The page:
Calm magnesium of the brand had the highest level of arsenic by 0.80, mcg that exceeded the level recommended by California proposal 65 of 0.10 mcg per serving.

Better absorption with topical magnesium.

Why topical magnesium?

A study that used a topical application of magnesium chloride could demonstrate that the application of topical magnesium significantly increases the magnesium content in the body. Here is a link to that study: Transdermal Mg

The skin is a wonderful sponge of whatever you put on it. As I have written in previous publications, the skin absorbs on average 60 percent of what is applied to it. An advantage of applying directly to the skin is that, unlike oral supplements, they can be excreted and not absorbed as well. This is especially true when any type of impaired digestion is suspected or known. People with kidney disease may also have trouble excreting excess magnesium.

Balance of calcium, magnesium, vitamin D and vitamin K2:

It is important to mention that every time it complements it creates a domino effect. Let's take a look at the interaction of calcium, magnesium, vitamin D and vitamin K2:

According to an excerpt from Dr. Mercola: "One of the main benefits of getting your nutrients from a varied diet of whole foods is that you are much less likely to end up with an excess of one nutrient at the expense of others. Food in general contains all the necessary cofactors and co-nutrients in the right amounts for optimal health, which eliminates the guesswork.When you use supplements, you need to be a little smarter about how nutrients influence and synergistic ally affect each other.

For example, it is important to maintain the proper balance between magnesium, calcium, vitamin K2 and vitamin D. The lack of balance between these nutrients is the reason why calcium supplements have been associated with an increased risk of heart attacks and strokes.

Part of the explanation for these adverse side effects is that vitamin K2 keeps calcium in its proper place. If you have K2 deficiency, added calcium can cause more problems than you solve by accumulating in the wrong places. Similarly, if you opt for oral vitamin D, you should also consume it in your food or take supplemental vitamin K2. Taking mega doses of vitamin D supplements without sufficient amounts of K2 can cause symptoms of vitamin D toxicity, including inappropriate calcification.

While the ideal or optimal relationships between vitamin D and vitamin K2 have not yet been elucidated, Dr. Kate Rheaume-Bleue (whom I have interviewed on this topic) suggests that for every 1,000 IU of vitamin D you take, you can benefit from approximately 100 micrograms of K2, and perhaps as much as 150-200 micrograms (mcg). The latest vitamin D dosage recommendations, which require approximately 8,000 IU of vitamin D3 per day if you are an adult, means that you would need about 800 to 1,000 micrograms (0.8 to 1 milligram/mg) of vitamin K2. "

Why use Epsom salts?

Dr. Rosemary Waring discovered that most people with autism conditions have a deficiency in a key detoxification pathway. The pathway involves the use of sulfur in the form of sulfate (known as sulfation). The enzyme involved is phenol sulfur transferase (PST), but it is believed that the problem depends on an inadequate supply of usable sulfate ions, not on the metabolic enzyme itself.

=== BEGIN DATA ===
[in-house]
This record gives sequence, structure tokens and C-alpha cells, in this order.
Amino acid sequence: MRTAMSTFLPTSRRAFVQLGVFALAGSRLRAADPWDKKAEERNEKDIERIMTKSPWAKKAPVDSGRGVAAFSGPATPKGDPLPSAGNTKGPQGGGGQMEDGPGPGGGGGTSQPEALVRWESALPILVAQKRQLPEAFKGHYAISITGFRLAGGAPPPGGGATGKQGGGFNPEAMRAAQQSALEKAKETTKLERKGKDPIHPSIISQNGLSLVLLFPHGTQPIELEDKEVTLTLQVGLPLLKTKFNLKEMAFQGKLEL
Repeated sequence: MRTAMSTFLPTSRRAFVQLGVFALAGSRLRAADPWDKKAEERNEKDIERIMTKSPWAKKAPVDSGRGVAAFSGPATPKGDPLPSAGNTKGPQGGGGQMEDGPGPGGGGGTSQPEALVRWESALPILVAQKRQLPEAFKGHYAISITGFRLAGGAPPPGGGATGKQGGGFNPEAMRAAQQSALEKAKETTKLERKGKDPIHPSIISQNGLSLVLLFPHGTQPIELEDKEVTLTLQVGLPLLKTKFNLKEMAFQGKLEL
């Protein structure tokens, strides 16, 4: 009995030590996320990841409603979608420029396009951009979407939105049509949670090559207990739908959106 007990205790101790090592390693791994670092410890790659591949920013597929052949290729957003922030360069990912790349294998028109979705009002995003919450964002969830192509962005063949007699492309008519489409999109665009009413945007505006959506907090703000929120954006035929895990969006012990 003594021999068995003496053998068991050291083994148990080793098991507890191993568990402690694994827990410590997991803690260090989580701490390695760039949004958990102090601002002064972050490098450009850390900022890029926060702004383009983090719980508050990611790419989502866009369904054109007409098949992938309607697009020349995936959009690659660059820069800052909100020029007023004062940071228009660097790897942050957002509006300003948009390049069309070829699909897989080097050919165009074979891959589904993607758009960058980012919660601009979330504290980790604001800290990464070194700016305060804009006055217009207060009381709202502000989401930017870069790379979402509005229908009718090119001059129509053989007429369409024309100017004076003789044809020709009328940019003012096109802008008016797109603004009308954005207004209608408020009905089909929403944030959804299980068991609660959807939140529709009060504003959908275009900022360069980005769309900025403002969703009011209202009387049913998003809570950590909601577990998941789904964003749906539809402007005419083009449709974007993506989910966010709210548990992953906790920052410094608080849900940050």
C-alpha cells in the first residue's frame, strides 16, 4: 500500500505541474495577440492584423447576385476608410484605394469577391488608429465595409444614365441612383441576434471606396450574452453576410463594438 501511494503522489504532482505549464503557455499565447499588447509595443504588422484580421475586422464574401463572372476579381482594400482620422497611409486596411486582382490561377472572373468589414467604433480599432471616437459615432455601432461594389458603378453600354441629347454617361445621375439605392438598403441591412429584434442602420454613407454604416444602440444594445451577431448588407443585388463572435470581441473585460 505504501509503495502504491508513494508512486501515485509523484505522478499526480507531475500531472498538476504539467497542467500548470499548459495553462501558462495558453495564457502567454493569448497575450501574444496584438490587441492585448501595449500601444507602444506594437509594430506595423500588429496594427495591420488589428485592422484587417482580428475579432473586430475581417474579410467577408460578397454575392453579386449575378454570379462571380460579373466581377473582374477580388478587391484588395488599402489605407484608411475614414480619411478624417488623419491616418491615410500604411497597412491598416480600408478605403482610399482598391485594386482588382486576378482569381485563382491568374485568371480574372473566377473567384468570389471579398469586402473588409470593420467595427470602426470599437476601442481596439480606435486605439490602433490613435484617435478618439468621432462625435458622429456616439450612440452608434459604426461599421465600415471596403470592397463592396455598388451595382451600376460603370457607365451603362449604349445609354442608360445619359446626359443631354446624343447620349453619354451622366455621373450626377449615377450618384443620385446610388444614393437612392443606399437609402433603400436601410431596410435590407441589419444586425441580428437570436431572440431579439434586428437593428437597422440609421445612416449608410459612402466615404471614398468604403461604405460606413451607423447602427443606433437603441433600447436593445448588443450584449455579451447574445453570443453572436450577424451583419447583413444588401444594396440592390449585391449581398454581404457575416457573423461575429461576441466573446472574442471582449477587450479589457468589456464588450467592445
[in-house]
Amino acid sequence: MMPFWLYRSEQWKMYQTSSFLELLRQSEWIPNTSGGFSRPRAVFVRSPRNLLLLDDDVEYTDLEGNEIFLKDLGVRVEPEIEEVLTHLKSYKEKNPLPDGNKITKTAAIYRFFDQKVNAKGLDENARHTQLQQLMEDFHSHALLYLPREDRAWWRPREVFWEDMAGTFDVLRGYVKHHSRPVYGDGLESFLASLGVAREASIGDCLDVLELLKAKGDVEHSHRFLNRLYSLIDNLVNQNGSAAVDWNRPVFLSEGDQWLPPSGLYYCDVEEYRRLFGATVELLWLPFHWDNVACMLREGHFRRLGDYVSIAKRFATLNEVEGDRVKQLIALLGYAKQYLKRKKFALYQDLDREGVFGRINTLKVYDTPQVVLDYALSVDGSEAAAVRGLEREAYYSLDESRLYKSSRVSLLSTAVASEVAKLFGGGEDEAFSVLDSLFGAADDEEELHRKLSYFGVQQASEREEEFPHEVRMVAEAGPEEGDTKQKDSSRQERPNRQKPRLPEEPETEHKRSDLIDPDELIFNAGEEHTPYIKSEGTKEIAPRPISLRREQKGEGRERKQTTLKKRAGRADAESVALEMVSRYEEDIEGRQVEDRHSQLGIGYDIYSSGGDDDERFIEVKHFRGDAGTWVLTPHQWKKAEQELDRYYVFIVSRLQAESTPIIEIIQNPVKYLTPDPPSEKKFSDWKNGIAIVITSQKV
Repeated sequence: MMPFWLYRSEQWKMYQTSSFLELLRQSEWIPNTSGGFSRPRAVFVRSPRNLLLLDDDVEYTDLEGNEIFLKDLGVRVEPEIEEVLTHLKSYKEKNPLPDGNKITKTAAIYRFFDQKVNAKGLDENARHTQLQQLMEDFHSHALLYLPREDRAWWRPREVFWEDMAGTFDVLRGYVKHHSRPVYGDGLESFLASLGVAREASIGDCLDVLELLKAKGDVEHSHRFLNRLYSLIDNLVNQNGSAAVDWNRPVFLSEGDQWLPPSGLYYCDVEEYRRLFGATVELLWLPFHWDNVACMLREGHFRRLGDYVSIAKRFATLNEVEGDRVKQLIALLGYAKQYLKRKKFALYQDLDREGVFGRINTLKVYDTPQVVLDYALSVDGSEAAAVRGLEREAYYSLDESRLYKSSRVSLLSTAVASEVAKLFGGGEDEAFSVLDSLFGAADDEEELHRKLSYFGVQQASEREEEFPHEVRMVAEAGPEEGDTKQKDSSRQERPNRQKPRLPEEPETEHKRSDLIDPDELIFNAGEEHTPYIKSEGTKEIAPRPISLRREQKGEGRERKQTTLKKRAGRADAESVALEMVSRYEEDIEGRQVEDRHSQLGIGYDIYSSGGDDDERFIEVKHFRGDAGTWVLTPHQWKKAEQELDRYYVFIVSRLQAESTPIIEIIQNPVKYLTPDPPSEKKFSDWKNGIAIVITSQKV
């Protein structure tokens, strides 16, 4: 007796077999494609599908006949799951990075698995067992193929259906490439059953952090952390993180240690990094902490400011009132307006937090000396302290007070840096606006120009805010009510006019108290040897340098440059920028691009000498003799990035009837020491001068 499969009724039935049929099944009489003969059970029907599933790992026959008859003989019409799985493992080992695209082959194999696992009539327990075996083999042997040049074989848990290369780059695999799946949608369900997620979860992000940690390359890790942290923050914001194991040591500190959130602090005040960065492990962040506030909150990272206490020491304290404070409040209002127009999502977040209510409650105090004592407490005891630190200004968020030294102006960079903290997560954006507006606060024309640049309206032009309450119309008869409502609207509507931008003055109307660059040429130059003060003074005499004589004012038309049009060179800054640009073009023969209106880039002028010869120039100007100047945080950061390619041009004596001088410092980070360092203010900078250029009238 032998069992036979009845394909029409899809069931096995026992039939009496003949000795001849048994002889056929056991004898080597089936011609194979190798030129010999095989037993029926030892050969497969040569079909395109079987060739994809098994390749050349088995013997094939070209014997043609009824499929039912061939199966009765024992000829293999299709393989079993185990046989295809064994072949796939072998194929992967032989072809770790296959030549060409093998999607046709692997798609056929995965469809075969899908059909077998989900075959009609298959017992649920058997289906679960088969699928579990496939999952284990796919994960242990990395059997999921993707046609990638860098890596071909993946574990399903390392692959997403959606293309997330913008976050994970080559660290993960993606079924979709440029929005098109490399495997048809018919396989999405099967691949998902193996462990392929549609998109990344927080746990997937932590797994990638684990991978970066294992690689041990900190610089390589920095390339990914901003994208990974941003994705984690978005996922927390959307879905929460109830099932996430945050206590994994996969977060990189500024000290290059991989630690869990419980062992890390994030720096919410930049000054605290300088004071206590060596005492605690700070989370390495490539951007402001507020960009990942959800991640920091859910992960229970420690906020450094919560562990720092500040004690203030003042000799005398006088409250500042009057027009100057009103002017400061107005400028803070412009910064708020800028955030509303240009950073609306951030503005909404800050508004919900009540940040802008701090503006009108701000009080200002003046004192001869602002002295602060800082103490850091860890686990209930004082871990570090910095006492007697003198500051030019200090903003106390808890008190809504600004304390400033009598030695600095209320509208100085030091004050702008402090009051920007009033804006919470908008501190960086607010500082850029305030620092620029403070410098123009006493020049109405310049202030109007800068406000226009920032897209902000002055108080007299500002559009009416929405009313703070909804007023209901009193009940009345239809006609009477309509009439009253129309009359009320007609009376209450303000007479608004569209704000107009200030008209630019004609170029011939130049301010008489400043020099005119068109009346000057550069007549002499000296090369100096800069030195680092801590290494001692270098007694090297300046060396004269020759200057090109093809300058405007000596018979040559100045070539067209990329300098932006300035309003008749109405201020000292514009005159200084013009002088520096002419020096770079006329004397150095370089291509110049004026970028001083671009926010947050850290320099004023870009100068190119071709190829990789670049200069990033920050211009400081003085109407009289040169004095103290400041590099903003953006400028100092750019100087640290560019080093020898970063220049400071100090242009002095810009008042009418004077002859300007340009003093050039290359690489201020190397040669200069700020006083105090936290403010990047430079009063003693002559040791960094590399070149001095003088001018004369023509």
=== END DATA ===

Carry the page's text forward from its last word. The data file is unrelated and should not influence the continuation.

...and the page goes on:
Dr. Waring discovered that most children in the autism spectrum are very low in sulfate and can be as low as 15 percent of the amount in neurologically typical people. They include people with other conditions, such as Alzheimer's disease, Parkinson's disease, rheumatoid arthritis and chemical sensitivities.

How to use Epsom salts or magnesium chloride flakes:

Add 1-5 pounds of epsom salt or magnesium chloride flakes to warm bath water. Soak for 20-30 minutes. Magnesium chloride scales have a dramatically higher absorption rate than epsom salts, however, finding out what their use (symptoms) can help you choose. Epsom salts are found in stores around the world. Magnesium chloride flakes can be found on Amazon or other online mail order sites. They are also found in health food stores, however, they can be a bit expensive.

It is recommended not to use any of the methods more than 3 times per week. Adding essential oils and a cup of baking soda can also help in detoxification. My favorite oils are lavender and incense.

Another way to use these salts is to soak your feet. Add 1 cup of epsom salt or magnesium oil to warm water, along with essential oils and 1/4 cup of baking soda. Soak for 30 minutes. It is recommended that you can do this type of soaking daily if you wish.

Another way is to make or buy magnesium oil (expensive). We use this a lot in our home to massage sore muscles and when our headaches hurt. The magnesium oil spray may sting a little when you start using it, but eventually the itching disappears with regular use.

How to make your own magnesium oil: (this is not an oil, it only has an oily feeling when prepared)

Place equal parts of magnesium chloride flakes and warm distilled water in a spray bottle. Shake until the flakes dissolve. Avoid eyes and mouth. It should not be taken internally unless the package indicates oral use. Use 6-10 skin sterilizations, almost anywhere, except sensitive areas.
Home Care Tip of the week - Magnesium Forms, Dosage, Uses, Benefits and Warnings Home Care Tip of the week - Magnesium Forms, Dosage, Uses, Benefits and Warnings Reviewed by MSK TUTORIAL on August 23, 2019 Rating: 5